In fact, the Republican leadership in the Senate has indicated that it will abide by the compromise reached last August. Democrats in the Senate, along with the administration, have promised to reject the House proposals.
So what's the big deal? And why does this have anything to do with New Testament teachings?
It's a big deal because, more than revealing that some members of Congress are perfectly willing to go back on their word to each other and the people they serve, it shows exactly where they are willing to mar their character, honor, integrity.
And that's where the New Testament comes in – where the New Testament provides a specific test about character, honor and integrity. It is the "abiding test."
In 1 John 3:17 the question is put this way: "How does God's love abide in anyone who has the world's goods and sees a brother or sister in need and yet refuses to help?"
Sure, some Christians could stipulate that something other than "love" is what characterizes God's own nature – maybe something like judgment and condemnation, something like exclusion and hate, something like the strength and power not just to defend oneself but to impose oneself on others.
Yes, the Bible attributes some of those characteristics to God, and there are certainly some Christians who believe that the divine will is realized insofar as these very characteristics are incorporated into the Christian life.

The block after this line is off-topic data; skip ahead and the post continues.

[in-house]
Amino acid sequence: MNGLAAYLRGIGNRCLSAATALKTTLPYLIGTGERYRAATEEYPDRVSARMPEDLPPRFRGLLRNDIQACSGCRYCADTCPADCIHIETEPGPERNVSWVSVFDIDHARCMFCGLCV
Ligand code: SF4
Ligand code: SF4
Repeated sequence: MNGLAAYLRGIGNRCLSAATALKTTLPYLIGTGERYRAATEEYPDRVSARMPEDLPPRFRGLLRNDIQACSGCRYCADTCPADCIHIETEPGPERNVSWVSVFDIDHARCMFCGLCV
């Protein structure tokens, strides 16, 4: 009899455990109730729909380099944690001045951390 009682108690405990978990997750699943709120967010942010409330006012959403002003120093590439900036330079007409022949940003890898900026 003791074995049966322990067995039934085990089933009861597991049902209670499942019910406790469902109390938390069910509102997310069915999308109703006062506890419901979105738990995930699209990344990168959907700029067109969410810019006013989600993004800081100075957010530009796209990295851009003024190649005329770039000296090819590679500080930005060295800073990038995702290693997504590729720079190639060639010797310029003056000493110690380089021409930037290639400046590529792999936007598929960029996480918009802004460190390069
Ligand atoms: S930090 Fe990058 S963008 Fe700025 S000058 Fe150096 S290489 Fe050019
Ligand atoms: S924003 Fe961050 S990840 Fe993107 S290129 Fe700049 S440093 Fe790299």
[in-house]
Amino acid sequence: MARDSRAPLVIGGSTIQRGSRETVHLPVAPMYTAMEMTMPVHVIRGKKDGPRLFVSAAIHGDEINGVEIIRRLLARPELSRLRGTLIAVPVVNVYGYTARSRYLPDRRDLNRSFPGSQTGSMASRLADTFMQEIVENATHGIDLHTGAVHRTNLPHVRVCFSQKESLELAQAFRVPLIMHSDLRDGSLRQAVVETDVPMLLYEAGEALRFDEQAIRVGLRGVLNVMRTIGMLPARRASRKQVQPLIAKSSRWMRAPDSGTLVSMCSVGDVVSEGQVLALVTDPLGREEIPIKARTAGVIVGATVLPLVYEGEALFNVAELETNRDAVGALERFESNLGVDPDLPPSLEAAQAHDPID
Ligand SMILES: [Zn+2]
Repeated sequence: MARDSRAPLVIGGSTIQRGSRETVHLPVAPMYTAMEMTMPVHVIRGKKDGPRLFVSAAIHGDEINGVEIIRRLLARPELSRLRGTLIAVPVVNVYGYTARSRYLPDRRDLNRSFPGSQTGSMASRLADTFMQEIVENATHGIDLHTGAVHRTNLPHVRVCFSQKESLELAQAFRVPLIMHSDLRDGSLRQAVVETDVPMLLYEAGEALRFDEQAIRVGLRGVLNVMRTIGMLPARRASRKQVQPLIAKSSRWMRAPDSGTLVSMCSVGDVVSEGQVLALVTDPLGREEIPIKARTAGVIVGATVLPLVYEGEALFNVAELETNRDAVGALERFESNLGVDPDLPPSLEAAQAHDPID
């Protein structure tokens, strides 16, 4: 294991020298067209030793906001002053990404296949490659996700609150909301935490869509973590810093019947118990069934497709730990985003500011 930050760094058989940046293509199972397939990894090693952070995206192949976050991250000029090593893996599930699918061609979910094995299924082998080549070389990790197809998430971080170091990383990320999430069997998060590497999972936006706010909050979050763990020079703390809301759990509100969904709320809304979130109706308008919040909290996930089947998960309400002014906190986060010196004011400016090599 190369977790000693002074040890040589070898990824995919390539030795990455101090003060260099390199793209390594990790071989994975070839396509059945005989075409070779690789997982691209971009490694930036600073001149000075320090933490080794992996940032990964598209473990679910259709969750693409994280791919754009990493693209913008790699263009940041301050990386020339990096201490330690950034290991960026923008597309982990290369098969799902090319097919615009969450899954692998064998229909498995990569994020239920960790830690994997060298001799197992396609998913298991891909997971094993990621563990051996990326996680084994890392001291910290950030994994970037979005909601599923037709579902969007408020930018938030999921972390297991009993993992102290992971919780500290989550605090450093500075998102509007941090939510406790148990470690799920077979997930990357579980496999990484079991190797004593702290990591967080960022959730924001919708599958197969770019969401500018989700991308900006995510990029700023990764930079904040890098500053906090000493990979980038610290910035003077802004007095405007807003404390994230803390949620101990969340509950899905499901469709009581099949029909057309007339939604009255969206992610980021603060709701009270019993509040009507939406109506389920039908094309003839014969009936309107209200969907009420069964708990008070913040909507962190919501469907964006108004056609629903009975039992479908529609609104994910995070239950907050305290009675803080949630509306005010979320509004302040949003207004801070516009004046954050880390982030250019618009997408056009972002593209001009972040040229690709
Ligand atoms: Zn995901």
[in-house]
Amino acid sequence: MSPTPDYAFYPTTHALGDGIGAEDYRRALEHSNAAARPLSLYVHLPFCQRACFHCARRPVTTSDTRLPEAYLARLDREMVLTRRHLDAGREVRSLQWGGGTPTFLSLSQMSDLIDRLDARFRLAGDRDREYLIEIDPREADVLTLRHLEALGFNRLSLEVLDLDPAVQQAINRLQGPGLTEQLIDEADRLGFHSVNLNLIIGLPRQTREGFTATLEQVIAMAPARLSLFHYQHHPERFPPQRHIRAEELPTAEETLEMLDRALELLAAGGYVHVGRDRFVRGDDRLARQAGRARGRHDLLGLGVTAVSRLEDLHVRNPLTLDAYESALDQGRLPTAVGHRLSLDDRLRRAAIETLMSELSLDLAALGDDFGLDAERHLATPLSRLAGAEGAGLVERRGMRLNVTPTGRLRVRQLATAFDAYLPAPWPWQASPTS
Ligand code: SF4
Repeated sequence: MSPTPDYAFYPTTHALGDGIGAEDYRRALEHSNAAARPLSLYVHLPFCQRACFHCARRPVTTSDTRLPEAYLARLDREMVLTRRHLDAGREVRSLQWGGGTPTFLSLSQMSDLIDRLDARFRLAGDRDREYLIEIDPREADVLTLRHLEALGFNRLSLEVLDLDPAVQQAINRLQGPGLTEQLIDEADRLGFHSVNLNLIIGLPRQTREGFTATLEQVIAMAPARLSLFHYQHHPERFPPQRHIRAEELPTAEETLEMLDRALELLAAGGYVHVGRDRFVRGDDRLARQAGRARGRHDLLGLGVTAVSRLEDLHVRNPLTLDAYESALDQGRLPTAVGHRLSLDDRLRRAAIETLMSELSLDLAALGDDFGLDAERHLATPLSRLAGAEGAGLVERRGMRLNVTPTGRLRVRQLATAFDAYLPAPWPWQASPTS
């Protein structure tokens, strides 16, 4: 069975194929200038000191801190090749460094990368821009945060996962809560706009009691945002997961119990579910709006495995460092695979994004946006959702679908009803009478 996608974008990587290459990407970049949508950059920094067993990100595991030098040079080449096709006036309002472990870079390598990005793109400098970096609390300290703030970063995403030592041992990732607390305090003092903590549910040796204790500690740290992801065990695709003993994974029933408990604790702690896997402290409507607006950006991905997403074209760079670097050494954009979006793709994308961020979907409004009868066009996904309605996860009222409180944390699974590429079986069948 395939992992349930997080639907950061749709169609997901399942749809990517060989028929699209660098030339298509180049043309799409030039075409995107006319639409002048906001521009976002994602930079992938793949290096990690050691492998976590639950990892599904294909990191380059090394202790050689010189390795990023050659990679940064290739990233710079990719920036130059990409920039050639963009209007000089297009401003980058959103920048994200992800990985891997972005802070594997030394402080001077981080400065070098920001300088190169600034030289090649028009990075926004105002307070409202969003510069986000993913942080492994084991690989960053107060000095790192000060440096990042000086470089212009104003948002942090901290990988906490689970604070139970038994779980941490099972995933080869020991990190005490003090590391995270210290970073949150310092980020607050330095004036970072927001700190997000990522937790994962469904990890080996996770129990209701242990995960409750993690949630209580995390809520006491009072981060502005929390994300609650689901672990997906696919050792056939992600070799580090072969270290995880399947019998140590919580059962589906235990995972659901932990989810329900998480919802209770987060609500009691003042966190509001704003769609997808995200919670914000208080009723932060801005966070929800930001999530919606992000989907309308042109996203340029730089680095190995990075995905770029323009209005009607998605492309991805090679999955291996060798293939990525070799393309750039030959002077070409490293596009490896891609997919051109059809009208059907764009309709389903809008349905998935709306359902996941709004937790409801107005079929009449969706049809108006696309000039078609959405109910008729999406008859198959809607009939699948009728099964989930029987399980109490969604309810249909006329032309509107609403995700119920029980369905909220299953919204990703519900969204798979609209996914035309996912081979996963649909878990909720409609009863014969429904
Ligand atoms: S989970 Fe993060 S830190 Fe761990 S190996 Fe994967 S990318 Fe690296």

We Christians will have to continue arguing with each other about that, although I think those who side with the writer of 1 John have a distinct advantage on that front.
Others, Christians and non-Christians alike, might suggest that this text from 1 John applies only to Christians personally, or only to Christians intramurally – that is, that it doesn't apply to non-Christians or to nonreligious spheres of human life.
I grant that the text can be read that way.
My claim, on the other hand, is that the writer of this text, as well as the community that the writer represents, is making not an exclusivistic proposal about God's character but a universal one.
It follows, then, (since, after all, we are talking about God) that to "abide" in who God essentially is, and for God to "abide" in anyone and anything, requires meeting the "abiding test" of love-in-action – an "abiding test" that "abides" in still another sense: a love-in-action that continues unceasingly, that doesn't go back on its vow, that is sustained willfully as a matter of integrity, character and identity.
The "abiding test" in both of these meanings is strikingly simple, as it turns out: whether, out of the resources one has, to help those in need.
The testimony of Scripture is that God is always putting us – personally, organizationally, nationally – to that "abiding test."
We could only hope that our political leaders would be at least willing to take the test – and that we will be willing repeatedly to take that test ourselves.
Larry Greenfield is executive minister for the American Baptist Churches of Metro Chicago. He also serves as editor and theologian-in-residence for The Common Good Network.